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Facebook Political Rants Lead to Rash of Pre-Election 'Unfriending'

argument . / Credit: Fighting Image via Shutterstock

Political rants on Facebook are testing social media friendships and leading to a rash of pre-election "unfriendings," new research suggests.

"Political punditry has become so prevalent – and sometimes so mean – that people are being 'unfriended' until the election is over," said Joseph Burns, a professor of Communication at Southeastern Louisiana University who conducted the research. "I wondered why some of my Facebook friends have become so politically vocal for one side or the other. So I decided to ask them."

Burns' curiosity led him to ask 24 of his friends, half Democrats and half Republicans, about their political postings on social networks.  Many of Burns' friends said they were making political postings because they were pointing out fallacies, fixing media wrongs and sharing their personal opinion of the "truth." Burns also said that more half of the respondents said they believed that their postings would have an effect in changing the votes of others.

"My friends who believed they were having an effect said they hoped to encourage people to follow their lead," Burns said. "A number generally agreed with one friend’s statement that 'You can sway people’s voting decisions based on good, factual discussions.' They wanted to bring to the table an angle that others may not have considered or to 'strike a chord with those who may not agree but are open to interesting ideas.'"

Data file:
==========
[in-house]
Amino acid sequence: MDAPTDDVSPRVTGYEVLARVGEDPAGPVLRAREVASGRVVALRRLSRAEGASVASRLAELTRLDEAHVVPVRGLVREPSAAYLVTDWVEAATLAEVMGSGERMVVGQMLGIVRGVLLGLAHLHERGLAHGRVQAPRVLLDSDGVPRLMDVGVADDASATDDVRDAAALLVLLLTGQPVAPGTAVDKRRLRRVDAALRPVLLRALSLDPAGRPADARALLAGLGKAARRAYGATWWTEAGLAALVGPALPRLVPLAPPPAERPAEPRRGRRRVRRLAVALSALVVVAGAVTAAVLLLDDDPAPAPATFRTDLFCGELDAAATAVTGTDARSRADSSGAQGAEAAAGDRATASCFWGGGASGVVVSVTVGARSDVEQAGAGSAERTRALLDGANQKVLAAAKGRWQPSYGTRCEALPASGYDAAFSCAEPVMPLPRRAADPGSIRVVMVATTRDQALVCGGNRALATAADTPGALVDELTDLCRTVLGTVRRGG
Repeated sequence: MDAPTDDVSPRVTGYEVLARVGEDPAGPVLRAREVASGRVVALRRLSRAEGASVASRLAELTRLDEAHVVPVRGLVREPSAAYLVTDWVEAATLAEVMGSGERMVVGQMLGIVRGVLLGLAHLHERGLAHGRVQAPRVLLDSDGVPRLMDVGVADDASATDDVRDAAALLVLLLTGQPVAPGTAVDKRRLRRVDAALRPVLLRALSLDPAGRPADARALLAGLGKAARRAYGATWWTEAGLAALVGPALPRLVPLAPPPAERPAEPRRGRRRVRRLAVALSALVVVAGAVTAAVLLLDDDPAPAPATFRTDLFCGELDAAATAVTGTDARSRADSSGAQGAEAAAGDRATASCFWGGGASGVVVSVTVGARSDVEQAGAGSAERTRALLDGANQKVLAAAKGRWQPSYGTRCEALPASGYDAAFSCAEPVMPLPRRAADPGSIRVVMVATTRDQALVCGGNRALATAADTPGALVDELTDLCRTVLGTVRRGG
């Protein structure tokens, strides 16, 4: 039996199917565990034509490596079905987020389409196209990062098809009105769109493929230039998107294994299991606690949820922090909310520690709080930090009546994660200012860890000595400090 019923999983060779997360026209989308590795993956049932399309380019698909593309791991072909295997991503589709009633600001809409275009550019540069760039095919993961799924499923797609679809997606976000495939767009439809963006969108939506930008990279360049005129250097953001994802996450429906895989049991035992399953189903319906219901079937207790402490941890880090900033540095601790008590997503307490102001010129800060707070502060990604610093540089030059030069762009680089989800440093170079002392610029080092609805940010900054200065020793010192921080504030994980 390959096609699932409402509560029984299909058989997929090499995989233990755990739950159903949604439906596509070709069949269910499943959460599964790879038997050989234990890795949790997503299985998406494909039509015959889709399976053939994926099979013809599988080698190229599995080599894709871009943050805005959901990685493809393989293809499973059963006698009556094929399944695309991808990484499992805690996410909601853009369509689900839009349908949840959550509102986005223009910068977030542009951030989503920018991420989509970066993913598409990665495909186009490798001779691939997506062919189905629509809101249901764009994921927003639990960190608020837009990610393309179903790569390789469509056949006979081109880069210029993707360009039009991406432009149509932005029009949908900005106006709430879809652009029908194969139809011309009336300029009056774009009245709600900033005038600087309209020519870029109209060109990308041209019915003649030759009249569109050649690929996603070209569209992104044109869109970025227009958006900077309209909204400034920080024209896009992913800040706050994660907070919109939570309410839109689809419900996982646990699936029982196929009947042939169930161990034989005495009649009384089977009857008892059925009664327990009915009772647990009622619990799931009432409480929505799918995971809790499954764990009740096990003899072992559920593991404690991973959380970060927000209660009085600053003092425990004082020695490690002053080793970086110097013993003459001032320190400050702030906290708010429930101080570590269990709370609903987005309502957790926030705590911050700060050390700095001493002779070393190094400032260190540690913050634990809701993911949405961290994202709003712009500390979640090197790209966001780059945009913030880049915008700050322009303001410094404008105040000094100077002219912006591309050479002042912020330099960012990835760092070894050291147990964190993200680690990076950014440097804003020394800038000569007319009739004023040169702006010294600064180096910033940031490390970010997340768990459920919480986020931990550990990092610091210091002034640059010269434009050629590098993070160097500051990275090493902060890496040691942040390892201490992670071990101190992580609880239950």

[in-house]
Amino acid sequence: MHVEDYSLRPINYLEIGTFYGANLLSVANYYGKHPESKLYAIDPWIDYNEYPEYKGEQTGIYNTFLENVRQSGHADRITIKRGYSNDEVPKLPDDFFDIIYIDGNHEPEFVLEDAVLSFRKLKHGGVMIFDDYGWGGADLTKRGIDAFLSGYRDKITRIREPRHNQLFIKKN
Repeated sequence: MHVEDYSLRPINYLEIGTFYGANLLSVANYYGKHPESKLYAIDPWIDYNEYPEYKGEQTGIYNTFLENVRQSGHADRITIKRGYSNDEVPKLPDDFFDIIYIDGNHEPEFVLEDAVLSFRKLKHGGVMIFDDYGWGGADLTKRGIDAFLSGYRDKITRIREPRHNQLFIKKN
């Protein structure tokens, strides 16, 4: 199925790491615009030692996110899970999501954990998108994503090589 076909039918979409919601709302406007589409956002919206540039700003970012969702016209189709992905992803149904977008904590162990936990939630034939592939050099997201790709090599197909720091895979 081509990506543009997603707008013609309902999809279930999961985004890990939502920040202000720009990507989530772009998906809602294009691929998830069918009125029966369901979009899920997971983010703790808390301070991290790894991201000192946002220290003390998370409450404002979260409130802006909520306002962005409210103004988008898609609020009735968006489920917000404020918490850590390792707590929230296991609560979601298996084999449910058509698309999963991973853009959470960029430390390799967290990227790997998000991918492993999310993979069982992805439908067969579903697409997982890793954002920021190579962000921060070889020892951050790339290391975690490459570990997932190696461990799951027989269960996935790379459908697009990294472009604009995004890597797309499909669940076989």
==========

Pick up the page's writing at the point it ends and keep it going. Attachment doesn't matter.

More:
That, however, turned out not to be the case. Instead, many of the respondents began to either argue to defend their position.  “Politics is like religion … deeply held by those who believe,” Burns explained.

Other respondents simply unfriended political posters. Overall, Burns found that most respondents unfriended political posters on social networks because they did not want to fight about their posts and for the most part, his friends did not like the name- calling and chances for misunderstanding that social media presented with political postings and responses. 

Burns also found that a majority of the respondents said they planned to stop posting about politics after the election. 

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